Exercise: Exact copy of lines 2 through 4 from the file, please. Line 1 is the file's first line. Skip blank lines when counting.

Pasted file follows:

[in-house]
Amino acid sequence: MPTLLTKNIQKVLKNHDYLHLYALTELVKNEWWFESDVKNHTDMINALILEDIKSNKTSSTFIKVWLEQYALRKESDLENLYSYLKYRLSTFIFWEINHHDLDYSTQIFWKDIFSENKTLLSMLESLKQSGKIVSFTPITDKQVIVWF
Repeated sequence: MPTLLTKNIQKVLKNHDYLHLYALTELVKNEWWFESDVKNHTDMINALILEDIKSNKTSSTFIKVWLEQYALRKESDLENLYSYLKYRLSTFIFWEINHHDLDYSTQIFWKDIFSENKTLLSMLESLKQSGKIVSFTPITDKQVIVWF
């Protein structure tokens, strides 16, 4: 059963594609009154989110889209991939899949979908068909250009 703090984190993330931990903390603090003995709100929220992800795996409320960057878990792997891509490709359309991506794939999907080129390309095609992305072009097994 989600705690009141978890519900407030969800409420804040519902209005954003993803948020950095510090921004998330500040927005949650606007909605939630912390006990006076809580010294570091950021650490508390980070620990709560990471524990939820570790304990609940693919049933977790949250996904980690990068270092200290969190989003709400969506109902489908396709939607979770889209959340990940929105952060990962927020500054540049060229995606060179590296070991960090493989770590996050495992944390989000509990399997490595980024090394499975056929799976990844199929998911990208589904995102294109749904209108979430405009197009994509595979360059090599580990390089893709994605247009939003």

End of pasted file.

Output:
Amino acid sequence: MPTLLTKNIQKVLKNHDYLHLYALTELVKNEWWFESDVKNHTDMINALILEDIKSNKTSSTFIKVWLEQYALRKESDLENLYSYLKYRLSTFIFWEINHHDLDYSTQIFWKDIFSENKTLLSMLESLKQSGKIVSFTPITDKQVIVWF
Repeated sequence: MPTLLTKNIQKVLKNHDYLHLYALTELVKNEWWFESDVKNHTDMINALILEDIKSNKTSSTFIKVWLEQYALRKESDLENLYSYLKYRLSTFIFWEINHHDLDYSTQIFWKDIFSENKTLLSMLESLKQSGKIVSFTPITDKQVIVWF
């Protein structure tokens, strides 16, 4: 059963594609009154989110889209991939899949979908068909250009 703090984190993330931990903390603090003995709100929220992800795996409320960057878990792997891509490709359309991506794939999907080129390309095609992305072009097994 989600705690009141978890519900407030969800409420804040519902209005954003993803948020950095510090921004998330500040927005949650606007909605939630912390006990006076809580010294570091950021650490508390980070620990709560990471524990939820570790304990609940693919049933977790949250996904980690990068270092200290969190989003709400969506109902489908396709939607979770889209959340990940929105952060990962927020500054540049060229995606060179590296070991960090493989770590996050495992944390989000509990399997490595980024090394499975056929799976990844199929998911990208589904995102294109749904209108979430405009197009994509595979360059090599580990390089893709994605247009939003």